Peace That Transcends Understanding

“Anxiety is born out of having something to lose.” – Jeff NicholsI took my wife to the film Take Shelter recently to see how its writer, Jeff Nichols, unpacks his and our society’s angst through a parable of a family at the brink.The film follows the journey of a working class family haunted by the fathers’ dreams that could be a result of mental illness or a premonition of something catastrophic about to come.“I wrote Take Shelter,” says Nichols, “because I believed there was a feeling out in the world that was palpable. It was an anxiety that was very real in my life, and I had the notion it was very real in the lives of other Americans as well as other people around the world. This film was a way for me to talk about that fear and that anxiety.”It is very real. It comes up over Thanksgiving dinner with in-laws, at Starbucks with friends, on your walk with neighbors. Your coworkers feel it. So do your children.Take Shelter has a remarkable 94% rating on, so something is resonating. Nichols says on the film’s website that he had “a nagging feeling that the world at large was heading for harder times. This free-floating anxiety was part economic, part just growing up, but it mainly came from the fact that I finally had things in my life that I didn't want to lose.”Unemployment, instability in the world, lack of upward mobility, bank foreclosures. Is it all coming to a head? How should we respond?One possible response is reflected in the recent installment Patriots of the video game shooter franchise Rainbow 6 by Tom Clancy. Patriots is not a Cold War redux or latest iteration of Muslim extremism, but explores the possibility of a movement of “True Patriots” who take matters into their own hands.“Americans are angry, and why shouldn’t they be?” opens a review of the game.“In response to the gradual erosion of our beloved nation, resentful citizens of all kinds of political backgrounds are rising up …. America’s volatile political climate serves as the jumping-off point … placing the players in the roles of the elite tactical unit, the homegrown terrorists and the civilians caught in the crossfire.”But is taking up arms the right response to our anxiety and frustration? In Phillipians 4 Paul encourages us to “not be anxious about anything, but in everything, by prayer and petition, with thanksgiving, present your requests to God.”And in Matthew 6, Jesus reminds us “not to be anxious and worry about our lives” but rather “seek first His Kingdom and His righteousness.” Seek Shalom. Seek peace and wholeness.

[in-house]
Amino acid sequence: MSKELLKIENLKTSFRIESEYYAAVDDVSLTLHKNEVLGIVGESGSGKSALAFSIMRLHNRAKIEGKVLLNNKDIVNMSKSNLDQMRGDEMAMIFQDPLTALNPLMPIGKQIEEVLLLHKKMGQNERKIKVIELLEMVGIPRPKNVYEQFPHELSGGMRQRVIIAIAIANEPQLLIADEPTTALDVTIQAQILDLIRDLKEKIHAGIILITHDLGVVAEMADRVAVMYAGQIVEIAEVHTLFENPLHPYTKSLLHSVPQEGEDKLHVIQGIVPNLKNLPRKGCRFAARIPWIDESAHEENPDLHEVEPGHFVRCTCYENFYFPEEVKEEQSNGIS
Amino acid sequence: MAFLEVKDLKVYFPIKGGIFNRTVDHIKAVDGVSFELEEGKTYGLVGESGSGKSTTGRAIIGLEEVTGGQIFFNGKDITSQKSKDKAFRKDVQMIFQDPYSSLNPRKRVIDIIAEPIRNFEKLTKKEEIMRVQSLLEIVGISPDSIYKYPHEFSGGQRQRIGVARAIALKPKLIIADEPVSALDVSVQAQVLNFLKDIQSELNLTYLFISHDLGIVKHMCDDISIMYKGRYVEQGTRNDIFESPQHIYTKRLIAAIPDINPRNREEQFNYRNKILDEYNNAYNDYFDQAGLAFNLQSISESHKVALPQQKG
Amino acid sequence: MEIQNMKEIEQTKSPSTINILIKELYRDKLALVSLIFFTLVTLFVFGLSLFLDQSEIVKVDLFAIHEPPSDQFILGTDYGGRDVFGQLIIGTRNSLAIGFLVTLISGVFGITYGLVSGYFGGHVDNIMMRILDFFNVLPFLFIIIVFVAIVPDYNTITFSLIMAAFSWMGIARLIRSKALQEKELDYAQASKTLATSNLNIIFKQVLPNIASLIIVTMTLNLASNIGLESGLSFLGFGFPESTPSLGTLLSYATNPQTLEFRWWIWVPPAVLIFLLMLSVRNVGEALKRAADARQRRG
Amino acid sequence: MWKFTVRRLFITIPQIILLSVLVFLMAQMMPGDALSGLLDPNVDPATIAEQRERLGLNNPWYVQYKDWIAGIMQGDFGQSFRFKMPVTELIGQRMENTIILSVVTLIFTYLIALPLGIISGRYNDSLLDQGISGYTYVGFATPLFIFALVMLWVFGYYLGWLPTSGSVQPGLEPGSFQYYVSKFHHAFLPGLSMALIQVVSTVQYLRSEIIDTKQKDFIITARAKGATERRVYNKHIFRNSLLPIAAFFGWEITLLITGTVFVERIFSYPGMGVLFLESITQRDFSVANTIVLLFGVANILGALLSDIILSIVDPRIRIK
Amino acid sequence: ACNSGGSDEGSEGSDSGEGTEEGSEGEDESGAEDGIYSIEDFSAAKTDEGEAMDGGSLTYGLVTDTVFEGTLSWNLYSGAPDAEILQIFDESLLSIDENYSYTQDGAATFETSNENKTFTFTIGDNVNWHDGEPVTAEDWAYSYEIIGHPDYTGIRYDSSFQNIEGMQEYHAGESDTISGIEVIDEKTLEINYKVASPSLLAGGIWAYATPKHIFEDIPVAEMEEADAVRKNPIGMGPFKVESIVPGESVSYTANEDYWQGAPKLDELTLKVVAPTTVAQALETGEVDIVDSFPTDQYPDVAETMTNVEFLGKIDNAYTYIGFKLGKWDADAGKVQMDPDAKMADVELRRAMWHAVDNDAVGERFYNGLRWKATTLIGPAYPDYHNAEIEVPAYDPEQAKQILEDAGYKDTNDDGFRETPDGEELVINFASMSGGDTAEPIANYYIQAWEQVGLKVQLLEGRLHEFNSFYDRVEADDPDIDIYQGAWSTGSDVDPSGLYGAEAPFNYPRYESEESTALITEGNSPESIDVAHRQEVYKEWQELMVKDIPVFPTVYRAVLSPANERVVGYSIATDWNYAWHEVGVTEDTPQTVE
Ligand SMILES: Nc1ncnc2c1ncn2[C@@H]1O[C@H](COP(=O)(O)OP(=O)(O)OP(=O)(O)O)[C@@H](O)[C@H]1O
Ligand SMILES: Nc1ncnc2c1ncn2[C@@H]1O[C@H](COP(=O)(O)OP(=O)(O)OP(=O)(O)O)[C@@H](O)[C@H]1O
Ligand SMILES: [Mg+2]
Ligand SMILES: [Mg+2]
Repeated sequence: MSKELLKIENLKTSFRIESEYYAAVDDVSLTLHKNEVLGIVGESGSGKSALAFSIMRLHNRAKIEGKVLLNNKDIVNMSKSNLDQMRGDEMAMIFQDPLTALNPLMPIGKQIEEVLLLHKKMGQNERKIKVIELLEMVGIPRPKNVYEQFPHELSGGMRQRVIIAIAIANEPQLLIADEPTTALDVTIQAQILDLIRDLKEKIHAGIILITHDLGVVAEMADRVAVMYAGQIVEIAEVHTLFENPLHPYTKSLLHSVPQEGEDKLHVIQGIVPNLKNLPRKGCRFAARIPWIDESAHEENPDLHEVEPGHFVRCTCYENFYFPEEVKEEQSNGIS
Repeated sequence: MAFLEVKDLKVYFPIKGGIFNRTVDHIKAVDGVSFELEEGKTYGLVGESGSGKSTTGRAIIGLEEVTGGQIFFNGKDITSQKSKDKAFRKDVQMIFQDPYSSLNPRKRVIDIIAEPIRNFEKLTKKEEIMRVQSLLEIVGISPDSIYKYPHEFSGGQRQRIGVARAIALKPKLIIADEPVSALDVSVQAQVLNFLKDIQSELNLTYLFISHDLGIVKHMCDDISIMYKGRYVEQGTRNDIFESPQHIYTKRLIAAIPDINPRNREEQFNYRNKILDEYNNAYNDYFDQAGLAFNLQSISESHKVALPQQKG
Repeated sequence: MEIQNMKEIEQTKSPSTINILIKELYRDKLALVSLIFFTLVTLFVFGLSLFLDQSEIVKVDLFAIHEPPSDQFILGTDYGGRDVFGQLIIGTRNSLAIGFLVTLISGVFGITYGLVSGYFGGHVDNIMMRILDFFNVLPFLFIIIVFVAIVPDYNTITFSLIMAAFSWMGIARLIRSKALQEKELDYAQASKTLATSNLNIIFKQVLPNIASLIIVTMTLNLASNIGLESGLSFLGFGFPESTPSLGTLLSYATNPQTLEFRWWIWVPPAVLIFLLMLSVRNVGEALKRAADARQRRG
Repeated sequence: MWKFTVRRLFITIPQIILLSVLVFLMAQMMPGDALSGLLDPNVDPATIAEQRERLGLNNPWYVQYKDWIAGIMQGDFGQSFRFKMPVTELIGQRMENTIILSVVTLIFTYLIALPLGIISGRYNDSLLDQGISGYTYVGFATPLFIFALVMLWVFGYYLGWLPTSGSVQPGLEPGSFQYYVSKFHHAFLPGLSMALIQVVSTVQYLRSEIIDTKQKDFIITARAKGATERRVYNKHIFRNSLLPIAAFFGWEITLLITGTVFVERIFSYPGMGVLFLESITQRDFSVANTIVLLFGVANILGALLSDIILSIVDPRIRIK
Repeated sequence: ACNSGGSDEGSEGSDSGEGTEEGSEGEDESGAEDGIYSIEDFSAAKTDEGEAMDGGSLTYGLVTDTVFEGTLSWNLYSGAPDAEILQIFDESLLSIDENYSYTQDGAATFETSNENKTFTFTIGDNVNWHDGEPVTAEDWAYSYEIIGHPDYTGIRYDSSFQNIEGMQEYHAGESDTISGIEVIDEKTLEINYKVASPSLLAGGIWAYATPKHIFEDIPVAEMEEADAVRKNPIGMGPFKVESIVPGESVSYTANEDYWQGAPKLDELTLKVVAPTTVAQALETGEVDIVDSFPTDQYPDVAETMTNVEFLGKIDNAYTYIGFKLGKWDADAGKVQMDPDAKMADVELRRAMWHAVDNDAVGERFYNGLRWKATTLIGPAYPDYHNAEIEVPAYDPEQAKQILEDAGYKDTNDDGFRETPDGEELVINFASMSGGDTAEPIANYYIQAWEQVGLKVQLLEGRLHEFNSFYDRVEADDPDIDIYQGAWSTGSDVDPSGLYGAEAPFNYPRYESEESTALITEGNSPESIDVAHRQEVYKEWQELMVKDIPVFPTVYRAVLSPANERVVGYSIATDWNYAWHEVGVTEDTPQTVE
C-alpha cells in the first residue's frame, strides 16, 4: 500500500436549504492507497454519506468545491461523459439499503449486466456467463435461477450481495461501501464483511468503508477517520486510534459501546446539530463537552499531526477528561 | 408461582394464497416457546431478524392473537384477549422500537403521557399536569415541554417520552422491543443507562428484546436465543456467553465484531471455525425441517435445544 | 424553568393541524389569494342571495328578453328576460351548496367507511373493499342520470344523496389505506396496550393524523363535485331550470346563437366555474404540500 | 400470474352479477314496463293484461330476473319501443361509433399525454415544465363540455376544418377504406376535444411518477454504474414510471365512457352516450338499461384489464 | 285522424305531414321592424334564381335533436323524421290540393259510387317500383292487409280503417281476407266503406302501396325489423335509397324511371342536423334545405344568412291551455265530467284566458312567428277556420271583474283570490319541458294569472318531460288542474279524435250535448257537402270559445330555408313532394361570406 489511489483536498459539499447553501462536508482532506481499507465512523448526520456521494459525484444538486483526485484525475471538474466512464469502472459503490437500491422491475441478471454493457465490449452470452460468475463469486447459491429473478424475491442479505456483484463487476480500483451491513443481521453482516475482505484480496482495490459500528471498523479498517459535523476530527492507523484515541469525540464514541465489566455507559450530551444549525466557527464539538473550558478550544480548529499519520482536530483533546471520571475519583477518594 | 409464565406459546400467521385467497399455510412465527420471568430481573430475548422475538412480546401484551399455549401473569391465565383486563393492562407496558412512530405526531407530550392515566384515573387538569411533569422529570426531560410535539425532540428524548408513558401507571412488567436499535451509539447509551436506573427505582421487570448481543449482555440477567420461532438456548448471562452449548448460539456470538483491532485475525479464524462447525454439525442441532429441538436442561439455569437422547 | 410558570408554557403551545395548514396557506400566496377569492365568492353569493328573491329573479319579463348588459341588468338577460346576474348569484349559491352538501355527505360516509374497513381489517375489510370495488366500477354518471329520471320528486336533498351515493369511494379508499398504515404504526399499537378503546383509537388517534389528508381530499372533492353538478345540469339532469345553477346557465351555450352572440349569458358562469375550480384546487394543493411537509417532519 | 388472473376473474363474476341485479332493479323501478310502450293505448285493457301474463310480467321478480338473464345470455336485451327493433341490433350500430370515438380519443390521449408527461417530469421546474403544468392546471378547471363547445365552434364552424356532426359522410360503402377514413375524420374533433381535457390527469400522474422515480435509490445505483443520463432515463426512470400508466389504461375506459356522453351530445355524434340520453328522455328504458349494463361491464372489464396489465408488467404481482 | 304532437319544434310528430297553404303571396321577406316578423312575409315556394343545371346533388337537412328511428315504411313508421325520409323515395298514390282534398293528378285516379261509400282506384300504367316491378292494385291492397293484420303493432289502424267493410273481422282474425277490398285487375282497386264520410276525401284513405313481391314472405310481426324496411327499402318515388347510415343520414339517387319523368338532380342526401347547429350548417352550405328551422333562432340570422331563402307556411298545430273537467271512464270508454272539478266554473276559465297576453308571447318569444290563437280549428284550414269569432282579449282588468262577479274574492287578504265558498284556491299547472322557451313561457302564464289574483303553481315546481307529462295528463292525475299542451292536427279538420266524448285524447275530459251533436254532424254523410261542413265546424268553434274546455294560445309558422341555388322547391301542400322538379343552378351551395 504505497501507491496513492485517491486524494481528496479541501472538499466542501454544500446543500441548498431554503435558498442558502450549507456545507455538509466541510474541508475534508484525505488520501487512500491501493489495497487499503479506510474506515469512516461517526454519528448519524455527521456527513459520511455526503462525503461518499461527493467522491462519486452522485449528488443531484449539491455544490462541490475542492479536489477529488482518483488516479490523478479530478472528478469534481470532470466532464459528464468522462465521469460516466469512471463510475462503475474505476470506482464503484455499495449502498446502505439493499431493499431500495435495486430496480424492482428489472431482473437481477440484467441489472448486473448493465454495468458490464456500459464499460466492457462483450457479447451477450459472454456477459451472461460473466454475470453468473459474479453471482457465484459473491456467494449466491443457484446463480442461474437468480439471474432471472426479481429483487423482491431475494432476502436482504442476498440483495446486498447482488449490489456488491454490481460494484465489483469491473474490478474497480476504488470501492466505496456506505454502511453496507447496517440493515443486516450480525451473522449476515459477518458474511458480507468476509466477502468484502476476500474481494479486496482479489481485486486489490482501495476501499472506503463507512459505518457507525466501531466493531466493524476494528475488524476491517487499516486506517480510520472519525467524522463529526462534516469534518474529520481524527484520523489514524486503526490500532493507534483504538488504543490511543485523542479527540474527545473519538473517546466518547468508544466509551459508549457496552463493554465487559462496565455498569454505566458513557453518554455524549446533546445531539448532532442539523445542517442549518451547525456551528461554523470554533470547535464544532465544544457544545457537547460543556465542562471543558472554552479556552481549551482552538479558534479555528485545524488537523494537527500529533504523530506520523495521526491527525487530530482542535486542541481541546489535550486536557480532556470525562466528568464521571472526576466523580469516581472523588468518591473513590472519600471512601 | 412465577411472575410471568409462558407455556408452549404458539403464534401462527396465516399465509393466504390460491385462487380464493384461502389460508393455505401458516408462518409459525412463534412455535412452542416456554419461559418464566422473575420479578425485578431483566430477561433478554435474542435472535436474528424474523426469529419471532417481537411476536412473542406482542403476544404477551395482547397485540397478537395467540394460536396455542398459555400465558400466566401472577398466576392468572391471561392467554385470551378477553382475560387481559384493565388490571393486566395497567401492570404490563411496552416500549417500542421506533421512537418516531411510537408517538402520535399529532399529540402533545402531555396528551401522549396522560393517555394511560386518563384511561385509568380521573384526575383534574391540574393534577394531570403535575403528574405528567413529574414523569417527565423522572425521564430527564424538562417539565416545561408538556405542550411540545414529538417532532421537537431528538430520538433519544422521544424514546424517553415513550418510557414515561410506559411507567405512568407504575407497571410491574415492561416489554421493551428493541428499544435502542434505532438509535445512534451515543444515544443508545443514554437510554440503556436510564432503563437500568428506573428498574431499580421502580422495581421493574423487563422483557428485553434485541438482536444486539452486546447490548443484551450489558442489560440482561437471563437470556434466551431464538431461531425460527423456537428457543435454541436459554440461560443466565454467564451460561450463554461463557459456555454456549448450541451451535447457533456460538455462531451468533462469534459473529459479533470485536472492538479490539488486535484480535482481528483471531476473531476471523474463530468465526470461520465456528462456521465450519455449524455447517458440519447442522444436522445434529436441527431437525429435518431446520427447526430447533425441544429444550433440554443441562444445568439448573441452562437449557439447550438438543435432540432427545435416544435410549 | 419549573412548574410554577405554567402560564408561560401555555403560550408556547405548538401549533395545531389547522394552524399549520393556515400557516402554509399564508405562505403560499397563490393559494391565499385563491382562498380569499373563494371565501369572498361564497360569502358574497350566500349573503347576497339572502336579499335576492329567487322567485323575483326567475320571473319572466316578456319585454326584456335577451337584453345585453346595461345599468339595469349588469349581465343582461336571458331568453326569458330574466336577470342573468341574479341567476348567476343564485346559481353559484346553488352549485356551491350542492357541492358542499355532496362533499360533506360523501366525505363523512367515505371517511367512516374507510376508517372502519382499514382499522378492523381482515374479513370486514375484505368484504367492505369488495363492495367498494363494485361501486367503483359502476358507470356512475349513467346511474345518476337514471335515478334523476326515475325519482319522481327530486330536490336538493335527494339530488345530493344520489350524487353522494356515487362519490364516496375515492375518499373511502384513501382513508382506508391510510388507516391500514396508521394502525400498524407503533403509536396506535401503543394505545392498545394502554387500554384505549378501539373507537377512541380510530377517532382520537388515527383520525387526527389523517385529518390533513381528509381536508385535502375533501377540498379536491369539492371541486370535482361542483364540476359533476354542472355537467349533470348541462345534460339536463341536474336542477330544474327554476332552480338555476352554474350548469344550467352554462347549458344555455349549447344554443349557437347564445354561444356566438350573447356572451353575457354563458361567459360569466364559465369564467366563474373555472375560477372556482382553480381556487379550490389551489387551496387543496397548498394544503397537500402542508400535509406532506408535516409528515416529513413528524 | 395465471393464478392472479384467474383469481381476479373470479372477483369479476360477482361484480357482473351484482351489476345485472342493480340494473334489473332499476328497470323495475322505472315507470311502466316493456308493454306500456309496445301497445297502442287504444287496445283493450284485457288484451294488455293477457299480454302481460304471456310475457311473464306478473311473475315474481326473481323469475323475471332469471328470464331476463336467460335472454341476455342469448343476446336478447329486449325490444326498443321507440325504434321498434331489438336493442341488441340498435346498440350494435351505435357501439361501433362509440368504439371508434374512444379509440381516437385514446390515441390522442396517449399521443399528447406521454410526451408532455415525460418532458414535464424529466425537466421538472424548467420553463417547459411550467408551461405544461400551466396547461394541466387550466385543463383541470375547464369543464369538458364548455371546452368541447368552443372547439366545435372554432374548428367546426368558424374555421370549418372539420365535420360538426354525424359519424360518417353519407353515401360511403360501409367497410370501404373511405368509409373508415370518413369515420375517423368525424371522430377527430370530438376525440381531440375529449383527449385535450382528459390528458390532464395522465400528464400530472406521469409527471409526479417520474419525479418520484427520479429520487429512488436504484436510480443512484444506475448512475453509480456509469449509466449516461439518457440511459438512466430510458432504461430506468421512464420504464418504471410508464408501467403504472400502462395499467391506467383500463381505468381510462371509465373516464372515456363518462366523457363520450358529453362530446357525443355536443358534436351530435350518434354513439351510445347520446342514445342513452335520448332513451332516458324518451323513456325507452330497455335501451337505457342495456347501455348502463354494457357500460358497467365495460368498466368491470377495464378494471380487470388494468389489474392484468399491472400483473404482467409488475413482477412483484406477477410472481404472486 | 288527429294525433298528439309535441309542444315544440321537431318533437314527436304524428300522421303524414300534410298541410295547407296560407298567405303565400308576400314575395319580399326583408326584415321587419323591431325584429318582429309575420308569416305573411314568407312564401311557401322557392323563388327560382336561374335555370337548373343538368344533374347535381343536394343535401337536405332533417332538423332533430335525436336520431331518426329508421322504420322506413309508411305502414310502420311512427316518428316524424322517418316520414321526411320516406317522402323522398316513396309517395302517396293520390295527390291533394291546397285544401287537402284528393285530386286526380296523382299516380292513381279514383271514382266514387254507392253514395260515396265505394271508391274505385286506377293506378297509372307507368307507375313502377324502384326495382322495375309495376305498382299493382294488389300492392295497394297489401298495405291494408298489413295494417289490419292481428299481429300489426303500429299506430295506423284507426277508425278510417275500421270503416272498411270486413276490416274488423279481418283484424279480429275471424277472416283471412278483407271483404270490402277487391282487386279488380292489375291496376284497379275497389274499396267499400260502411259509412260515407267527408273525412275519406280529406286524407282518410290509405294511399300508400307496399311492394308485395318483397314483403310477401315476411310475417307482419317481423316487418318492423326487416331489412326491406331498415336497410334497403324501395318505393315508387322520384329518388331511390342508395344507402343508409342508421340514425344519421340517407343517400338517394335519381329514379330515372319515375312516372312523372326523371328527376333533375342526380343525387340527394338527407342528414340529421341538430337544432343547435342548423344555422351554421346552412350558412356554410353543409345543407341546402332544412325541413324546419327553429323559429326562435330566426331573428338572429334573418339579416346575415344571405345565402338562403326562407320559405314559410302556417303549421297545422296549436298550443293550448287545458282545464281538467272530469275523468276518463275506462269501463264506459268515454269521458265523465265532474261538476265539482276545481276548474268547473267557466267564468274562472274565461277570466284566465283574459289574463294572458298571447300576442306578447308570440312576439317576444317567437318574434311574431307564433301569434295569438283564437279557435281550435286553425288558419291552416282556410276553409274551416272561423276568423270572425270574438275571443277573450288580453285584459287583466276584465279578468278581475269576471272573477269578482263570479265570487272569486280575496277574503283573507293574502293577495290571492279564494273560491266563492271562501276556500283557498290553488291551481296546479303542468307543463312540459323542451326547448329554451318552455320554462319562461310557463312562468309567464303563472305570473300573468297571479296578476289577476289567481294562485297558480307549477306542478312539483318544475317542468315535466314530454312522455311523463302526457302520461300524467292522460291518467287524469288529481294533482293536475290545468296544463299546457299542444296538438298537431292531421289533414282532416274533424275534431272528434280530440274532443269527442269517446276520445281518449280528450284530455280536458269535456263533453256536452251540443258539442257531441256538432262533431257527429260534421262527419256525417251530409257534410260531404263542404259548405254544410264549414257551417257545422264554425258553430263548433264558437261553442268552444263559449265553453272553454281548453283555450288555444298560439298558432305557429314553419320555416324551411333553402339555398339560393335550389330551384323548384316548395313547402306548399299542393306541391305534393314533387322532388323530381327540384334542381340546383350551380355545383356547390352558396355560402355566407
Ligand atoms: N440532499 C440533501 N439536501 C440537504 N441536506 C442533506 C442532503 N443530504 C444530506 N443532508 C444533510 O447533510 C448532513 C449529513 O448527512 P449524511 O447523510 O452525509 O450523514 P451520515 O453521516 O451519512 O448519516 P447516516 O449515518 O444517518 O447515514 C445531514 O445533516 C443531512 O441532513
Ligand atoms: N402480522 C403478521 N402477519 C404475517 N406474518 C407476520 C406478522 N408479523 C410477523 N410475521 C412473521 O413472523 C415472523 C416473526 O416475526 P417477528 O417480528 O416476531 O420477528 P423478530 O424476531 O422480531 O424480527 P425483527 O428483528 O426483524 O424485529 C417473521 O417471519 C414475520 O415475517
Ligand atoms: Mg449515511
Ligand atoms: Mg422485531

Seek Shalom. Seek peace and wholeness.

In Patriots, the rebellion is not for Shalom, which we know will not be ushered in by our doing much less through violence. (To be fair to the game producers, they are “making a game … to provoke discussion and deeper thought” not promoting violence.)The good news is that we are promised peace. But that peace exists in a paradox. On one hand our response to the challenges and uncertainties of our times ought to be prayer and the pursuit of God’s Kingdom. Yet, God ultimately ushers in this Kingdom of peace forcing us into a sort of beautiful hopeful helplessness. It is very much in this tension that faith and trust is strengthened. And in that strengthening, "the peace of God, which transcends all understanding, will guard your hearts and your minds in Christ Jesus.” (Philippians 4:7)